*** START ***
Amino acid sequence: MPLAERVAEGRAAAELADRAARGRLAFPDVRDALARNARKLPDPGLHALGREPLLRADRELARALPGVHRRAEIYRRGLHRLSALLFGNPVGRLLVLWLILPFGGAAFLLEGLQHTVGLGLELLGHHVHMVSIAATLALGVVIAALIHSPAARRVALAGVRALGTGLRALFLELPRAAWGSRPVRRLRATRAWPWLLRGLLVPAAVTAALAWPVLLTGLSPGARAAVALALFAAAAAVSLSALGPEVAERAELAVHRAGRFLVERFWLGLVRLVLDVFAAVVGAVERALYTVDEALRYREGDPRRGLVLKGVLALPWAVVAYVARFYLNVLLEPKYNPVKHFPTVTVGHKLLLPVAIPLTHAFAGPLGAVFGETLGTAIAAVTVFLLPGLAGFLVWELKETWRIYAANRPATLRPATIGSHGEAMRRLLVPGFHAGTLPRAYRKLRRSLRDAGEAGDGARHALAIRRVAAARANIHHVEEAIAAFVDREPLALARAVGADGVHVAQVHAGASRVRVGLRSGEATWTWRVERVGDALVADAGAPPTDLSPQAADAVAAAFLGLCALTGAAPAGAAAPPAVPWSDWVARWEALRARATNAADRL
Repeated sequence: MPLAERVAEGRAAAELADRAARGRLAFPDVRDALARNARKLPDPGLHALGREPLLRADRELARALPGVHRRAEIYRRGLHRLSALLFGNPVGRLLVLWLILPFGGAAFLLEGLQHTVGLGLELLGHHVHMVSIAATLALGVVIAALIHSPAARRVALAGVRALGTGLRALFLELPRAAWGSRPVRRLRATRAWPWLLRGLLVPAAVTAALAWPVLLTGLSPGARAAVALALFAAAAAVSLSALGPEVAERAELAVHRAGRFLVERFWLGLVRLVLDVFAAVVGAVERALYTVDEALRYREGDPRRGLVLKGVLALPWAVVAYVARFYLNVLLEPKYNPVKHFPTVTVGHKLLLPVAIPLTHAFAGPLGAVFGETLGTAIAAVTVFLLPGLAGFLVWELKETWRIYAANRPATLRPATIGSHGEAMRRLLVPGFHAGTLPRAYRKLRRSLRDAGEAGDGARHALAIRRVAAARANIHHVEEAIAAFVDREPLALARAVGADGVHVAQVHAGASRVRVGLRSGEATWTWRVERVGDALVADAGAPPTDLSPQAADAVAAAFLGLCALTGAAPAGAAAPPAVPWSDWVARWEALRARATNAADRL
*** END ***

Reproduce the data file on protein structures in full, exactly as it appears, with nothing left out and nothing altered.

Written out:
Amino acid sequence: MPLAERVAEGRAAAELADRAARGRLAFPDVRDALARNARKLPDPGLHALGREPLLRADRELARALPGVHRRAEIYRRGLHRLSALLFGNPVGRLLVLWLILPFGGAAFLLEGLQHTVGLGLELLGHHVHMVSIAATLALGVVIAALIHSPAARRVALAGVRALGTGLRALFLELPRAAWGSRPVRRLRATRAWPWLLRGLLVPAAVTAALAWPVLLTGLSPGARAAVALALFAAAAAVSLSALGPEVAERAELAVHRAGRFLVERFWLGLVRLVLDVFAAVVGAVERALYTVDEALRYREGDPRRGLVLKGVLALPWAVVAYVARFYLNVLLEPKYNPVKHFPTVTVGHKLLLPVAIPLTHAFAGPLGAVFGETLGTAIAAVTVFLLPGLAGFLVWELKETWRIYAANRPATLRPATIGSHGEAMRRLLVPGFHAGTLPRAYRKLRRSLRDAGEAGDGARHALAIRRVAAARANIHHVEEAIAAFVDREPLALARAVGADGVHVAQVHAGASRVRVGLRSGEATWTWRVERVGDALVADAGAPPTDLSPQAADAVAAAFLGLCALTGAAPAGAAAPPAVPWSDWVARWEALRARATNAADRL
Repeated sequence: MPLAERVAEGRAAAELADRAARGRLAFPDVRDALARNARKLPDPGLHALGREPLLRADRELARALPGVHRRAEIYRRGLHRLSALLFGNPVGRLLVLWLILPFGGAAFLLEGLQHTVGLGLELLGHHVHMVSIAATLALGVVIAALIHSPAARRVALAGVRALGTGLRALFLELPRAAWGSRPVRRLRATRAWPWLLRGLLVPAAVTAALAWPVLLTGLSPGARAAVALALFAAAAAVSLSALGPEVAERAELAVHRAGRFLVERFWLGLVRLVLDVFAAVVGAVERALYTVDEALRYREGDPRRGLVLKGVLALPWAVVAYVARFYLNVLLEPKYNPVKHFPTVTVGHKLLLPVAIPLTHAFAGPLGAVFGETLGTAIAAVTVFLLPGLAGFLVWELKETWRIYAANRPATLRPATIGSHGEAMRRLLVPGFHAGTLPRAYRKLRRSLRDAGEAGDGARHALAIRRVAAARANIHHVEEAIAAFVDREPLALARAVGADGVHVAQVHAGASRVRVGLRSGEATWTWRVERVGDALVADAGAPPTDLSPQAADAVAAAFLGLCALTGAAPAGAAAPPAVPWSDWVARWEALRARATNAADRL